3.3.4 Emission pathways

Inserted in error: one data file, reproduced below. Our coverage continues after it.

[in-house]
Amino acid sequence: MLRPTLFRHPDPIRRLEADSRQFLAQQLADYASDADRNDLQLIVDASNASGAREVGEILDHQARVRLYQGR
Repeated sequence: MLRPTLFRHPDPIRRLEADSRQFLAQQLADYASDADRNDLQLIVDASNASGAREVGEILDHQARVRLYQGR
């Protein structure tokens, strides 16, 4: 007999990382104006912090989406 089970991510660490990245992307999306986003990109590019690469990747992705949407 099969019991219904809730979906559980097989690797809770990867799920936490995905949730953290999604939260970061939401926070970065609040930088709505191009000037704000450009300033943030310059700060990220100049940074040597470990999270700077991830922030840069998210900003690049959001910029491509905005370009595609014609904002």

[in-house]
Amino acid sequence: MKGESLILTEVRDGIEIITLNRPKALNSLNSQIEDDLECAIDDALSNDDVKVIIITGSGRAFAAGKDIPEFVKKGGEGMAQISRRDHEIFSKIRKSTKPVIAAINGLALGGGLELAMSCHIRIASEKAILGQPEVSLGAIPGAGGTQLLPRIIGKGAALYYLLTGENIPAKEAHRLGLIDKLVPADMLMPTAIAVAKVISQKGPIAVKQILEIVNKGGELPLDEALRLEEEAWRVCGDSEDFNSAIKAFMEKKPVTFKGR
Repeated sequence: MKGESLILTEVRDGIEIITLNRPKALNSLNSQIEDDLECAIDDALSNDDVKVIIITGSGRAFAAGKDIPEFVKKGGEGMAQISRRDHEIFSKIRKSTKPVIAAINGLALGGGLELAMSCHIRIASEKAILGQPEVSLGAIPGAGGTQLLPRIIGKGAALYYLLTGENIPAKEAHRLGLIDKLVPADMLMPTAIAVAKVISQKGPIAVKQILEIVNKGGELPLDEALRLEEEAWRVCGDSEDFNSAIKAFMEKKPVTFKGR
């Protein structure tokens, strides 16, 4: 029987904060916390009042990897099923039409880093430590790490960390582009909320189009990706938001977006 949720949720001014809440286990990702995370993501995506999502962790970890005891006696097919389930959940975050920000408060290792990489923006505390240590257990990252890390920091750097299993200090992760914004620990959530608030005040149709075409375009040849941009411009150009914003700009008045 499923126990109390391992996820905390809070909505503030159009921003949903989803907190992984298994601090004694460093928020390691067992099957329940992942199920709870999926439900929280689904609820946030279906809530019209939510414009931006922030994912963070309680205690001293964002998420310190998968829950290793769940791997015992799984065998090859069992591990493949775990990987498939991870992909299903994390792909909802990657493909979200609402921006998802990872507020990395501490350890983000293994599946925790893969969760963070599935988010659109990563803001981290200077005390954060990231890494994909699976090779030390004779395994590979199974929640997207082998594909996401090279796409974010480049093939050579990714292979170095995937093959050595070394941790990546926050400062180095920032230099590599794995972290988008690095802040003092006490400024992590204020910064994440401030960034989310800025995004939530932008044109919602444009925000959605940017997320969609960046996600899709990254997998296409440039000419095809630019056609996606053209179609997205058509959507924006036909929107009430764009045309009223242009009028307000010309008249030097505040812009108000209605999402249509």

Emission pathway studies often focus on specific questions with respect to the consequences of timing (in terms of environmental impacts) or overall reduction rates needed for specific long-term targets, (e.g. the emission pathways developed by Wigley et al., 1996). A specific issue raised in the literature on emission pathways since the TAR has concerned a temporary overshoot of the target (concentration, forcing, or temperature). Meinshausen (2006) used a simple carbon-cycle model to illustrate that for low-concentration targets (i.e. below 3 W/m2/ 450 ppmv CO2-eq) overshoot is inevitable, given the feasible maximum rate of reduction. Wigley (2003) argued that overshoot profiles may give important economic benefits. In response, O’Neill and Oppenheimer (2004) showed that the associated incremental warming of large overshoots may significantly increase the risks of exceeding critical climate thresholds to which ecosystems are known to be able to adapt. Other emission pathways that lead to less extreme concentration overshoots may provide a sensible compromise between these two results. For instance, the ‘peaking strategies’ chosen by Den Elzen et al. (2006) show that it is possible to increase the likelihood of meeting the long-term temperature target or to reach targets with a similar likelihood at lower costs. Similar arguments for analyzing overshoot strategies are made by Harvey (2004), and Kheshgi et al. (2005).